Published:Wednesday | October 25, 2023 | 12:07 AM
The International Monetary Fund, IMF, in its latest economic outlook for the Western Hemisphere, says Guyana will continue to experience robust economic expansion, even as other countries in Latin America and the Caribbean face less favourable growth conditions and brace for a slowdown in their productive sectors.
Guyana is expected to grow its economy by 38.4 per cent this year and 26.6 per cent in 2024.
The debt taken on by the government is projected to be about 29.9 per cent of GDP, while a 7.2 per cent inflation rate is also expected.
This debt refers to all external financial obligations, including loans taken while inflation, generally, is the rate of price increases over a period of time.
Guyana is the only country within the region projected to grow in double digits. St Vincent & the Grenadines follows with a forecast at 6.2 per cent growth, and Panama 6.0 per cent.
The entire Latin America and Caribbean region is projected to grow by 2.3 per cent. The non-tourism-dependent countries in the Caribbean – Haiti, Guyana, Suriname and Trinidad and Tobago – are projected to grow by 13.6 per cent as a bloc.
The IMF also projects a 1.6 per cent growth rate for South America and a 3.8 per cent for the bloc of countries encompassing Central America, Panama and the Dominican Republic.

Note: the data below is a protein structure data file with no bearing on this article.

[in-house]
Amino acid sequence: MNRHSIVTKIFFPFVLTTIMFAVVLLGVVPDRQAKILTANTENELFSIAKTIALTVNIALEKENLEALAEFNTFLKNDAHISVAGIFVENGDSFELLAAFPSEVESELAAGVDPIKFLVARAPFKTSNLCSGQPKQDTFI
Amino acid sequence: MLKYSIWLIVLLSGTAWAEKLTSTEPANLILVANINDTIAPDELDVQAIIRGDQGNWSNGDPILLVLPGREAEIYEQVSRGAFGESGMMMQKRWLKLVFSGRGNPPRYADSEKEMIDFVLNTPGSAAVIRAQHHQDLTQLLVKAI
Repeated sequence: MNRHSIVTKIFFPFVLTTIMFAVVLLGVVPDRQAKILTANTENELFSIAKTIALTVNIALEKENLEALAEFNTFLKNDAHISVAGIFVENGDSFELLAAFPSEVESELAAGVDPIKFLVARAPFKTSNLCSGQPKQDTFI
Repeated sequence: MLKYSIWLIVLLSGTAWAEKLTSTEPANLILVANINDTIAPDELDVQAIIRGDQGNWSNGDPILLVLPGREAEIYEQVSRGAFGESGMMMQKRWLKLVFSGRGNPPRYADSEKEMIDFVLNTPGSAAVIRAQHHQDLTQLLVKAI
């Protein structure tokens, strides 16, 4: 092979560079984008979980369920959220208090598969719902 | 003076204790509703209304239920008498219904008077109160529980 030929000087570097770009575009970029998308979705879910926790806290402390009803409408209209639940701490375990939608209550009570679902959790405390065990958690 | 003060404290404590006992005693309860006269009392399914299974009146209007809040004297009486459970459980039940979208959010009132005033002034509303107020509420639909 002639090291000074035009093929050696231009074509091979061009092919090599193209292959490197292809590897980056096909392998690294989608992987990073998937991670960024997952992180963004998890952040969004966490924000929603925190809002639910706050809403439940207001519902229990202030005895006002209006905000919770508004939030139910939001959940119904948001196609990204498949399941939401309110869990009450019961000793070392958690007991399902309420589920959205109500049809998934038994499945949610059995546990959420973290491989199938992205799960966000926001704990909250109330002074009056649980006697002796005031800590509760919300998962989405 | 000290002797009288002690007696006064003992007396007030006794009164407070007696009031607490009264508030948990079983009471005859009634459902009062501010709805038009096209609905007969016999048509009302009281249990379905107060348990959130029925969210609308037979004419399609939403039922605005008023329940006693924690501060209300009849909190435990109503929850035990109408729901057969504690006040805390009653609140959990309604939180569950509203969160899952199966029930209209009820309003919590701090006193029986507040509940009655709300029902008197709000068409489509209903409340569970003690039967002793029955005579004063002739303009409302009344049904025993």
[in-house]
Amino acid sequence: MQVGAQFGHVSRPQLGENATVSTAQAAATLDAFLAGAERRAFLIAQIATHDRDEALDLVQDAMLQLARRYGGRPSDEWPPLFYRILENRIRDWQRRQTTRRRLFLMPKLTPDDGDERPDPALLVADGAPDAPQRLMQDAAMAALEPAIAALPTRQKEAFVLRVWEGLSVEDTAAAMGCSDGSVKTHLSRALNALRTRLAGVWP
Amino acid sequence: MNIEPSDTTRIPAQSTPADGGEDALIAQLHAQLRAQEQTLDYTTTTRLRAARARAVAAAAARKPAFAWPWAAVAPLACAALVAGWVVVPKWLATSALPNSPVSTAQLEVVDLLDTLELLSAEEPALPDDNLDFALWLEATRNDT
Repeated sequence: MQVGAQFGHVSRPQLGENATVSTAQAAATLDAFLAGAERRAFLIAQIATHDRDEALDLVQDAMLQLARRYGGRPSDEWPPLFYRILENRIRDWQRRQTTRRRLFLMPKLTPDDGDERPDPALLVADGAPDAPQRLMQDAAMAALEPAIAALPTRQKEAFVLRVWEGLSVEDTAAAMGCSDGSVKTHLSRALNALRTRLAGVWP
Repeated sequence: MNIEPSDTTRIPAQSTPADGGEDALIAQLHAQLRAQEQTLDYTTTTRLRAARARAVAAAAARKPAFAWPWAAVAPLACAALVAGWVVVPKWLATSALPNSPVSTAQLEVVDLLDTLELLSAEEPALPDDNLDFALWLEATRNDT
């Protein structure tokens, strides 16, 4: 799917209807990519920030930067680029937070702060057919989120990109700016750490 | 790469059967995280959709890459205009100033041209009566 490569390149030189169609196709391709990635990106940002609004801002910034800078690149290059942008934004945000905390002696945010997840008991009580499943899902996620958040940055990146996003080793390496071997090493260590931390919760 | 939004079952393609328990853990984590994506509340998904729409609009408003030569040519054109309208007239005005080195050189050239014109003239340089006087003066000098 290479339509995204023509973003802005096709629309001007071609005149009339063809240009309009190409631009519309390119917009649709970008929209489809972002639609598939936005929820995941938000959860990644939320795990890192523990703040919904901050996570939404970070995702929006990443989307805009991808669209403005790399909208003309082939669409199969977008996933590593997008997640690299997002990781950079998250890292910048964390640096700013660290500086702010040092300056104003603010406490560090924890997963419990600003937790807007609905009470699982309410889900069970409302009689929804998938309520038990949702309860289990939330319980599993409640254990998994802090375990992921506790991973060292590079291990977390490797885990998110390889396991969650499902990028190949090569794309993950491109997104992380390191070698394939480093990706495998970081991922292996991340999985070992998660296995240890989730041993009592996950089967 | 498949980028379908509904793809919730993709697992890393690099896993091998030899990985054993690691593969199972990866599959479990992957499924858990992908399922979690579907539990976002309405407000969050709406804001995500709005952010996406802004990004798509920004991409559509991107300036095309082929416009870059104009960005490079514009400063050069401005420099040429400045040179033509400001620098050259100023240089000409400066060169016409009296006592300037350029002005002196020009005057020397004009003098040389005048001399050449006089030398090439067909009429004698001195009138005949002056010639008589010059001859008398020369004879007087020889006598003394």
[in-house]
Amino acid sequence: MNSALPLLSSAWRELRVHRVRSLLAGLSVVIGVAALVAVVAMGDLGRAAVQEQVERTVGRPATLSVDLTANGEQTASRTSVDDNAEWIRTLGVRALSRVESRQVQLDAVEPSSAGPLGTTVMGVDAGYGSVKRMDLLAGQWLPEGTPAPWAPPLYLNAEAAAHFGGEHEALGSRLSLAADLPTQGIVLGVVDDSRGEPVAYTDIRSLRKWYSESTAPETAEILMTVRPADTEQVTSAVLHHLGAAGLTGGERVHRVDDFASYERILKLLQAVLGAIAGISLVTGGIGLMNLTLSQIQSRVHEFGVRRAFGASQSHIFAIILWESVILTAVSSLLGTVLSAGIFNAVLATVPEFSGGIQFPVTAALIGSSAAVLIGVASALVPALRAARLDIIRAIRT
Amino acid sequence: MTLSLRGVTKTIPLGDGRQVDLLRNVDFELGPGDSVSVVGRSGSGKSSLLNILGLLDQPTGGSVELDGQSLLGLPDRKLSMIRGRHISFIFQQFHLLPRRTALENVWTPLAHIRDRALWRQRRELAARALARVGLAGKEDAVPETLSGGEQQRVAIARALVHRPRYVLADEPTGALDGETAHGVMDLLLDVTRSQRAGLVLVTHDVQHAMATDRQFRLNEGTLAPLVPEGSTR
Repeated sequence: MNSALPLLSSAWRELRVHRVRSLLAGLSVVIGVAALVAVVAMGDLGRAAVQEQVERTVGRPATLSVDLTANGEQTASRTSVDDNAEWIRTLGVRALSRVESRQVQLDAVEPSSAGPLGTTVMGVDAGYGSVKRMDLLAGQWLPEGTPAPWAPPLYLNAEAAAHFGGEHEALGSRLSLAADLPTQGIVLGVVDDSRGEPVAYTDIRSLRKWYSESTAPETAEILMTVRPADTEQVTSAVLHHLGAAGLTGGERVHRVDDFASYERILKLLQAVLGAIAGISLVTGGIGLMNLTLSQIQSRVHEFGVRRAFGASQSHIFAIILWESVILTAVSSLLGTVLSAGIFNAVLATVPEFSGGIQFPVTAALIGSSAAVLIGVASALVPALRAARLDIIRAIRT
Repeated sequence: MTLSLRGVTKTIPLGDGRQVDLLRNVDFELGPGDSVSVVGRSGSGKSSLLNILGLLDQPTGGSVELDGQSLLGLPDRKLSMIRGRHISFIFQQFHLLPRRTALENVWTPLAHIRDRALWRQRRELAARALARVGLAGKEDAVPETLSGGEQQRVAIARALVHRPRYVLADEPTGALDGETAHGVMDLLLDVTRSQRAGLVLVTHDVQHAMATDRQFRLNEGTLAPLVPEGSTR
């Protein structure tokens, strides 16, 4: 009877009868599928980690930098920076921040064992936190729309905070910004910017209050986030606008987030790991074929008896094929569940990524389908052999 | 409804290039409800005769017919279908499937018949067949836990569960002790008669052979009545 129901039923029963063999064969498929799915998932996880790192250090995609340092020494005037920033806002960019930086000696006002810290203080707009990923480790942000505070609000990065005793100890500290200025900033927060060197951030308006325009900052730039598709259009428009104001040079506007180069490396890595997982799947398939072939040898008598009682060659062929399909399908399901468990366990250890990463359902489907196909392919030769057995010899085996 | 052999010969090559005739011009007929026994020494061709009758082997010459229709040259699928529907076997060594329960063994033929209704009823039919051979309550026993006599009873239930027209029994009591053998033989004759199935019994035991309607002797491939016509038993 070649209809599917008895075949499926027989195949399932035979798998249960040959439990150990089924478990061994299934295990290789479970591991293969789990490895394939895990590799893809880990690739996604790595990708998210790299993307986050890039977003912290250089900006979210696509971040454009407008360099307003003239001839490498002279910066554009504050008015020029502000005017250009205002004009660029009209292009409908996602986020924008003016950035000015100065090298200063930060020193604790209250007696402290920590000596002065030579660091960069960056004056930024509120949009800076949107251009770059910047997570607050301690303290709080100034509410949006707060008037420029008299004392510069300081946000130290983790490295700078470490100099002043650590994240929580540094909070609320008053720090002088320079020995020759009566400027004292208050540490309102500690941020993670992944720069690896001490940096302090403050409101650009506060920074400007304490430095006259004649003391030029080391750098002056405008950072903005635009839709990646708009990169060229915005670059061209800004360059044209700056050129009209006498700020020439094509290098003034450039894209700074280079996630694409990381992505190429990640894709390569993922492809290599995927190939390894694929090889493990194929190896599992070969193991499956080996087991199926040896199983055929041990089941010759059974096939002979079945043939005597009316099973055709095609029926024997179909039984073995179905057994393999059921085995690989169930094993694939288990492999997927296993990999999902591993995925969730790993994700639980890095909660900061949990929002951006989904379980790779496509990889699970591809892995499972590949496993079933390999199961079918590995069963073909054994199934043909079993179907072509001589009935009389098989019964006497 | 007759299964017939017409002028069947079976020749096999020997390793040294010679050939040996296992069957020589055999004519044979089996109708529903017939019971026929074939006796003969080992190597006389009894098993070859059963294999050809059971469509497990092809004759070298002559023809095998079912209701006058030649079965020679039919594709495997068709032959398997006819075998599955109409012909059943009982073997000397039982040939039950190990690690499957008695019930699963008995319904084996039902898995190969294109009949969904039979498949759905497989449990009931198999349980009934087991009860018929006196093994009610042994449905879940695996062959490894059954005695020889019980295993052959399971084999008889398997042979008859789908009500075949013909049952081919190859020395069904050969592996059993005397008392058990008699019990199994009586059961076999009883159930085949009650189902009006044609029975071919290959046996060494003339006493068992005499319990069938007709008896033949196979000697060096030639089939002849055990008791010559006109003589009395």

Guyana’s expansion continues to be fuelled by massive oil finds.
Growth among Caribbean commodity exporters will slow down in 2023 and further in 2024 “as these countries face less favourable external conditions”, the IMF said. However, “Guyana will continue to grow at a robust pace following the discovery of sizeable oil reserves,” the IMF said.
The slowdown in other countries has been attributed to a weaker external environment, severe weather conditions, and a softening demand for tourism services.
The IMF’s full-year 2023 forecast is more optimistic than the Guyana government’s own expectations.
In September, President Dr Irfaan Ali reported that Guyana recorded 59.5 per cent economic growth rate at the half-year mark, with the non-oil economy growing by 12.3 per cent.
Based on the midyear report, the government projects that real GDP growth for the entire 2023 will be 28.2 per cent, while non-oil growth alone will be 9.3 per cent.